Surgical nose jobs, also known as a rhinoplasty, are among the most frequent plastic surgery operations in the face. Due to the prominent position of the nose in the center of the face dramatic improvements in appearance can be accomplished by surgical nose jobs.
Surgical nose jobs have a quite long and distinguished history as a reconstructive procedure of far more than two thousand years if Indian sources a taken as a reference. The birth of surgical nose jobs for cosmetic purposes took place in Berlin after World War I and is detailed in Jacques Joseph’s book “Nasal Plastic Surgery and other Facial Plastic Surgery Procedures”, a true milestone in plastic surgery in general and surgical nose jobs in particular.
But it was only in the past three decades that the operative techniques of surgical nose jobs have experienced the revolution that resulted in the contemporary, natural surgical nose jobs performed by rhinoplasty surgeons worldwide. The results are more natural, longer lasting and fraught with far fewer complications than in those maybe not so good old days.
Joseph’s original surgical nose job technique was primarily a reduction of the nose in all its dimensions. Joseph developed many of his techniques in response to the problems which confronted him. And these problems were primarily big, wide and long noses with humps of considerable proportions as well as wide, often bulbous tips. A surgical nose job according to Joseph aimed to reduce all of these exaggerated features. As a consequence of the emigration of surgeons from Germany prior to World War II, Joseph’s surgical nose job techniques were spread widely over the western hemisphere. These techniques were certainly not trivial, but from a surgical standpoint not particularly difficult either, because they aimed to do something all surgical specialties are good at: cut something out, remove something, make it shorter, smaller etc.
Unfortunately noses do not have a lot of tolerance as far as excessive reduction of any of its components during surgical nose jobs. This is again similar to a house. Once too many of the important beams, gables or other structurally important parts of the framework are cut, weakened or removed, the house generally collapses. The exactly same thing may happen when a surgical nose job whittles away more and more of the beams and structurally important parts of the framework of the nose. The collapse is not evident immediately as the skin needs time to shrink and the load bearing parts now deprived of stability are pulled down by scar and strain. So often the results do not look bad after nose job surgery, but the collapse due to excessive reduction becomes evident over a couple of months. The infamous “overoperated” look results. The bridge is too low, the tip too pointy, turned too far upward without a real distinctive break between bridge and tip. More often than not patients breathe with more difficulty after the surgical nose job than before. Only a select few of the best rhinoplasty surgeons can reliably correct an “overoperated” nose resulting from surgical nose jobs with excessive reduction and subsequent instability of the framework of the nose.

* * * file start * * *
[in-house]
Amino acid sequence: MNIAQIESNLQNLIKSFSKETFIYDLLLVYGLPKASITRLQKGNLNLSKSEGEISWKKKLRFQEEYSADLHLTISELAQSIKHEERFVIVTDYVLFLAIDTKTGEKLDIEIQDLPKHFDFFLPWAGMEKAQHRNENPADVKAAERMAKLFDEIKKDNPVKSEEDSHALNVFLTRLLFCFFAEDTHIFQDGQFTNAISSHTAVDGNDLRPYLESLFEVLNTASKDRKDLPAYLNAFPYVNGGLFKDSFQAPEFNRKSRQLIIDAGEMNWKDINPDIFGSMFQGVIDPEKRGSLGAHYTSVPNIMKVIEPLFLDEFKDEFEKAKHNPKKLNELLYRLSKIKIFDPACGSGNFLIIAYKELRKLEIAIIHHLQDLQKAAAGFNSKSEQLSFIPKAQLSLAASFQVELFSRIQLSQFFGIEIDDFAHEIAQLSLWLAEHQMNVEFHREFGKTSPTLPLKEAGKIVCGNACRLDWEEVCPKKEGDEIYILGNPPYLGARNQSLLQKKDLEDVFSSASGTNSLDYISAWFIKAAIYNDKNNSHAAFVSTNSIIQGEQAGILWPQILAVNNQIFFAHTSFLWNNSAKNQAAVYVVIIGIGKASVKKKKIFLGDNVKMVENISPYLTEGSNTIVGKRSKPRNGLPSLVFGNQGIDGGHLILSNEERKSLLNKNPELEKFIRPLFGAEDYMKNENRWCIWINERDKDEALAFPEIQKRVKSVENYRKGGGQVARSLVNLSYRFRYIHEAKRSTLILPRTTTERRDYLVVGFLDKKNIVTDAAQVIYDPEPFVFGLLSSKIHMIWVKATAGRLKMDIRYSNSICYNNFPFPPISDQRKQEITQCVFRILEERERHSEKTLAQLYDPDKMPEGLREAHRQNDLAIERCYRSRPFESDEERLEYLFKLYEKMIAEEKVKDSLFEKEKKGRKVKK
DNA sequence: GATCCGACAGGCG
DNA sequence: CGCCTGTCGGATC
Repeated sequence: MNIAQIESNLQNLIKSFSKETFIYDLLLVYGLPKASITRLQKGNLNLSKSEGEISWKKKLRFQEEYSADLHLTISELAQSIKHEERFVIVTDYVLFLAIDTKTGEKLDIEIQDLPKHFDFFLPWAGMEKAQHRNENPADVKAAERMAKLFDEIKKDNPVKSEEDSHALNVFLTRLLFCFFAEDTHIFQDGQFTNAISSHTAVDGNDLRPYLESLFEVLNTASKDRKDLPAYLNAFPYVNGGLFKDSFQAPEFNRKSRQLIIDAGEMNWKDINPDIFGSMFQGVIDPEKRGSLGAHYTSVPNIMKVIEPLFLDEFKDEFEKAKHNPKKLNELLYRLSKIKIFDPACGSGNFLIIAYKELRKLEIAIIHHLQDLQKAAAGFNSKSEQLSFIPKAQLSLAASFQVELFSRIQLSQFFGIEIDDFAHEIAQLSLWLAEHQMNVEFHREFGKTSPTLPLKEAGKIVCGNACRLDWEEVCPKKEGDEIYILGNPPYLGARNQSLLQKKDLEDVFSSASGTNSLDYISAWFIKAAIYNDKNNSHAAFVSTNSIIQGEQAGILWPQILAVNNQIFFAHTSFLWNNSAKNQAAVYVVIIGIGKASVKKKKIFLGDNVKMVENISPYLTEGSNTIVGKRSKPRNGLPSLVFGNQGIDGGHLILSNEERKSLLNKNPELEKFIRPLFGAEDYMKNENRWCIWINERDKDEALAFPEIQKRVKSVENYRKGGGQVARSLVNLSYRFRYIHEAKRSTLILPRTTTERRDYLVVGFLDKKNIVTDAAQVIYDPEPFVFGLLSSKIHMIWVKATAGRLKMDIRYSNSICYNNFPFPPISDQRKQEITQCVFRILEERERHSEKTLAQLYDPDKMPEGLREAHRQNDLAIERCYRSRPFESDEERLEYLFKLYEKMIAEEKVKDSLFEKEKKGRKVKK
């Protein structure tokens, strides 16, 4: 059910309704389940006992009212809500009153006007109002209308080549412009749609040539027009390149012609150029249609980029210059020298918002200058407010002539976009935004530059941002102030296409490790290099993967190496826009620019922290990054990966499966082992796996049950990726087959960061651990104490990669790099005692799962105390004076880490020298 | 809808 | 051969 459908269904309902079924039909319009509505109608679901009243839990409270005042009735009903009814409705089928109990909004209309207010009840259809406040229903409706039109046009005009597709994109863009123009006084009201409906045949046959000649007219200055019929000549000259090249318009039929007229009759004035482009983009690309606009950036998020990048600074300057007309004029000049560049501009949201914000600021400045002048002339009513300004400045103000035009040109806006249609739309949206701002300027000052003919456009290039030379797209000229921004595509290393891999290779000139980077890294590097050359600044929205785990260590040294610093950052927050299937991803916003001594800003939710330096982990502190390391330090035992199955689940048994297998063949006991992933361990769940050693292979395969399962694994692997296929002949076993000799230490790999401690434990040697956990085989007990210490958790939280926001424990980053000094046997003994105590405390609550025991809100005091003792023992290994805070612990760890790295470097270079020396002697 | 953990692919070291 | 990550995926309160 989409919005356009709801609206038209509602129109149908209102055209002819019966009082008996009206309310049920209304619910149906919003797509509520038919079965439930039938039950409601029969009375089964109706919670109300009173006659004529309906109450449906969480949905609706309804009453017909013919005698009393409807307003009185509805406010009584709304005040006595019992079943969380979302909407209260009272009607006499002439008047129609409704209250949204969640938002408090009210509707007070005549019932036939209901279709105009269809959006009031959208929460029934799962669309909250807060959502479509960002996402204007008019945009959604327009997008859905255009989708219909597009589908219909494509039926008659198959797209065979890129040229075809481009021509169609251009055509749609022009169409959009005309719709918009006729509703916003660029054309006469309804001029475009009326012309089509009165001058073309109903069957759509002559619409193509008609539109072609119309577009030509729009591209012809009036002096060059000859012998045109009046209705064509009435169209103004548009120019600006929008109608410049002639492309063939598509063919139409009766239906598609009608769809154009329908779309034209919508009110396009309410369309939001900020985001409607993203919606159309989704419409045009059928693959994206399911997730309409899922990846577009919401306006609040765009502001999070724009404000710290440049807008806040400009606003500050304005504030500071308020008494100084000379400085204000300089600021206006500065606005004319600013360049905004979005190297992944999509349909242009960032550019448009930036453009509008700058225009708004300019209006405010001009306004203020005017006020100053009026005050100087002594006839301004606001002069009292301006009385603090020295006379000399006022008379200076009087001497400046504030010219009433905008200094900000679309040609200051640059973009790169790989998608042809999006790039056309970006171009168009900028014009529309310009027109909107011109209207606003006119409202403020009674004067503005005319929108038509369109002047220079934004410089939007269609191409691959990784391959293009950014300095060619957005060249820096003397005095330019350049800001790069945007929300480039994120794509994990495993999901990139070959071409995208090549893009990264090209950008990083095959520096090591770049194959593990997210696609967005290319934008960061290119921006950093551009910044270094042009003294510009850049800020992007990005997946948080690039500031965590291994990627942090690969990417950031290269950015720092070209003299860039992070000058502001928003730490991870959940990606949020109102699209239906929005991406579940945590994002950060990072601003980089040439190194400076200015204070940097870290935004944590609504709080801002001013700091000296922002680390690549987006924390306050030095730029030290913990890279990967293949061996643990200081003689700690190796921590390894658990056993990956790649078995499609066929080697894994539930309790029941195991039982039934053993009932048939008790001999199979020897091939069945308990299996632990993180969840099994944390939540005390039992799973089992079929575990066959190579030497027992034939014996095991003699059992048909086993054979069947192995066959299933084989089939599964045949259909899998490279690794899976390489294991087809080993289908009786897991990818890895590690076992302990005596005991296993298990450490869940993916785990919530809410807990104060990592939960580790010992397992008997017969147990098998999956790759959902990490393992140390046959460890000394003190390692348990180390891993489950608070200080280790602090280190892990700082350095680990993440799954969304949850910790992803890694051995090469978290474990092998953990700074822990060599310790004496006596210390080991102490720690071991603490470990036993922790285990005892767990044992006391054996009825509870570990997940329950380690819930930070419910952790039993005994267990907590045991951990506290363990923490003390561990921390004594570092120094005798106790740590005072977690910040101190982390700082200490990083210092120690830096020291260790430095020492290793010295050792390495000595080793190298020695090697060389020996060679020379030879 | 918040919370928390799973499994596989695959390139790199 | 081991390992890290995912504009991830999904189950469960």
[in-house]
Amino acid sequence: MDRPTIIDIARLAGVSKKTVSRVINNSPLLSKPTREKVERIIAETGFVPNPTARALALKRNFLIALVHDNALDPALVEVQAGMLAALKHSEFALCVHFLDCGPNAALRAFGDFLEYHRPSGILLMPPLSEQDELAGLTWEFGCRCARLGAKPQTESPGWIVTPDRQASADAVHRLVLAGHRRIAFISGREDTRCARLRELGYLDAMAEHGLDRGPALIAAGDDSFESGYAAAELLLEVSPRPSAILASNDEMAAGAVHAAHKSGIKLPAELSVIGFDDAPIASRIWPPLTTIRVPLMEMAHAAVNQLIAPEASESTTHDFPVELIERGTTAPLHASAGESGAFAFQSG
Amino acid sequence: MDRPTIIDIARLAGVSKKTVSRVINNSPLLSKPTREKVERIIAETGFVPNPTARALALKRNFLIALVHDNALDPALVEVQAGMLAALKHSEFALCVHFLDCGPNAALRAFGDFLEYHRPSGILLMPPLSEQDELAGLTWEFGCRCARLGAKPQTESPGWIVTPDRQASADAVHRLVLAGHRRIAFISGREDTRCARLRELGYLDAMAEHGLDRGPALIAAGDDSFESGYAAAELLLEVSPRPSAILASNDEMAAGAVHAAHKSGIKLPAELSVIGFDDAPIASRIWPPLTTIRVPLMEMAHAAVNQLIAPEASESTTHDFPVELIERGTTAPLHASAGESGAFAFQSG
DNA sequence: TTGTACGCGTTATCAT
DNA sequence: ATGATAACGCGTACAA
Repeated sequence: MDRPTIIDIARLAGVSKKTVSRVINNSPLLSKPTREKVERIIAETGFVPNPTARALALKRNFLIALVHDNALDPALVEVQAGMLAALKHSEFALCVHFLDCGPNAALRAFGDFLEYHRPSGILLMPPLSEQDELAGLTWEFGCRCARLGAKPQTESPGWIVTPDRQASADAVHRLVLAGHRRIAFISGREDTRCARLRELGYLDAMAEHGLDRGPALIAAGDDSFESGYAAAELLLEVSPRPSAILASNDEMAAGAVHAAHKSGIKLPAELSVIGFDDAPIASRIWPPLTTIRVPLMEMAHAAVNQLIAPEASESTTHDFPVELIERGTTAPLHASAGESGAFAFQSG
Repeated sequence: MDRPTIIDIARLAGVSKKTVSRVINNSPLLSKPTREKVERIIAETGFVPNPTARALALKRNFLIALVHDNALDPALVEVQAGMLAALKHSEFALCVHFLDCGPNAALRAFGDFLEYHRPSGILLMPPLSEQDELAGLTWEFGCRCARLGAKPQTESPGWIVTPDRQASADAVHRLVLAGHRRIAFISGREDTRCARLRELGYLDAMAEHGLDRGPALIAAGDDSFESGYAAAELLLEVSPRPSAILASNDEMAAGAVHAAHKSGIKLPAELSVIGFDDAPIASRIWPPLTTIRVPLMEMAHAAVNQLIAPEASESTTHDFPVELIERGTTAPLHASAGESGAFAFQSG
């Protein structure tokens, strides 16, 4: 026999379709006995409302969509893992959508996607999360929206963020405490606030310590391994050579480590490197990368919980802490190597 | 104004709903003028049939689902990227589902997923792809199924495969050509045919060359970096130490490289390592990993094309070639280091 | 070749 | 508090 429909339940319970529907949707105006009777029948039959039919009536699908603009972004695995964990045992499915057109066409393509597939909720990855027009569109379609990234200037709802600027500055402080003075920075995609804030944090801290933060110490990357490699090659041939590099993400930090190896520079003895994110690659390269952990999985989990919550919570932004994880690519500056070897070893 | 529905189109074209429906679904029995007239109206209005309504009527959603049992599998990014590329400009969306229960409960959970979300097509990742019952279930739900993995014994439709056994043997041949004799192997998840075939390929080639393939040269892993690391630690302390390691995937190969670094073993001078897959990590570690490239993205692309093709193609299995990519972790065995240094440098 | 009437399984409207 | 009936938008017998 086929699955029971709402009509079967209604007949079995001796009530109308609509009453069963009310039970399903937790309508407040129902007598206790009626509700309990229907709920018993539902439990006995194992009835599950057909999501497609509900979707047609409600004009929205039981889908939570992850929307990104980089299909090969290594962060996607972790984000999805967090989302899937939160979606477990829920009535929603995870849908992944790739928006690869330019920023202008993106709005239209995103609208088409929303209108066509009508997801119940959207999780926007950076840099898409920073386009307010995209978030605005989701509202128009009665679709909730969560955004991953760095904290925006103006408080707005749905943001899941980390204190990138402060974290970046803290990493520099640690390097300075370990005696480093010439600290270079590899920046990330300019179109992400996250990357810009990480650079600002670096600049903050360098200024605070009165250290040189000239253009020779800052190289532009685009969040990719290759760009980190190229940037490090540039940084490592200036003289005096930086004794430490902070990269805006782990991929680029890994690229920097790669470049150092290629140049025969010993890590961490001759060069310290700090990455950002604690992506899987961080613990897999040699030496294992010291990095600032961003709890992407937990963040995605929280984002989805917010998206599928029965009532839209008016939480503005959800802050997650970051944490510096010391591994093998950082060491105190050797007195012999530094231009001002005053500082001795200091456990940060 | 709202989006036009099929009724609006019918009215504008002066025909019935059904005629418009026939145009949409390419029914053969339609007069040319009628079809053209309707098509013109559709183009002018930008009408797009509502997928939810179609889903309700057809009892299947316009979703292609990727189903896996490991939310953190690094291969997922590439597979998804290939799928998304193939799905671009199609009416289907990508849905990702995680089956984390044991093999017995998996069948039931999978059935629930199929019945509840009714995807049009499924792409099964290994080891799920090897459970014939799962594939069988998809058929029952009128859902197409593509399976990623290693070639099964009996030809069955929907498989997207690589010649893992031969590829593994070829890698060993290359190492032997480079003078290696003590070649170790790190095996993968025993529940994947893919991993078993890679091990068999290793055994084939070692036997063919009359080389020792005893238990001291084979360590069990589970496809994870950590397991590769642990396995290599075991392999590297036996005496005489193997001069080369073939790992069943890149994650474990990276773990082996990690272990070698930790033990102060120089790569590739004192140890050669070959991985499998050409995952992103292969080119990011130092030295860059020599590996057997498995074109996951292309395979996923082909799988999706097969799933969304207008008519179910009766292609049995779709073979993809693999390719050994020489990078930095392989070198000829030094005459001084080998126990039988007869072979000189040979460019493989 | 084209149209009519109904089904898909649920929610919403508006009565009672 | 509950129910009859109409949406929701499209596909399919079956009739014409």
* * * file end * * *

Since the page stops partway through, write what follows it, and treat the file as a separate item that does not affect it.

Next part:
The big conceptual quantum leap in the development of modern surgical nose job procedures was set off by Jack Sheen in the mid seventies of the meanwhile last century. The summary of his experience and concepts in the famous “Milestones” paper (Plast Reconstr Surg. 2000 Apr;105(5):1820-5) as well as his book “Aesthetic Rhinoplasty” meant the beginning of a new era in nose job surgery. More and more it became evident that balancing the nose instead of only reducing it is key to improving results. To this end, very often the framework of the nose, particularly the parts consisting of cartilage, has to be strengthened and augmented instead of destabilized and reduced. The “overoperated” look became a beast that could be tamed, mainly by keeping away from its lair – destruction, reduction and removal.
Today’s modern natural surgical nose job techniques are a skillful rearrangement of the parts of the nose together with techniques to strengthen the critical parts of the framework of the bridge and the tip. Often very little bone or cartilage are removed. Cutting cartilage is avoided and predictable suture techniques effectively reshape the pliable tip cartilages without destroying their structural integrity. Natural nose job surgery benefited tremendously from improved techniques to transplant the body’s own cartilage, connective tissue or bone into the nose to augment the nose’s framework. The best rhinoplasty surgeons no longer try to make the entire nose fit its smallest component, but nose job surgery today brings the parts of the nose in balance by augmenting what is too small and only reducing what then still is in excess and balances the nose with the rest of the face. At all times nose job surgery now emphasizes avoidance of the “overoperated” look.
Modern surgical nose jobs achieve more natural results, noses which are more in harmony with the face, noses through which patients can breathe well and most importantly can avoid complications and reoperations to a much greater extent than ever before.
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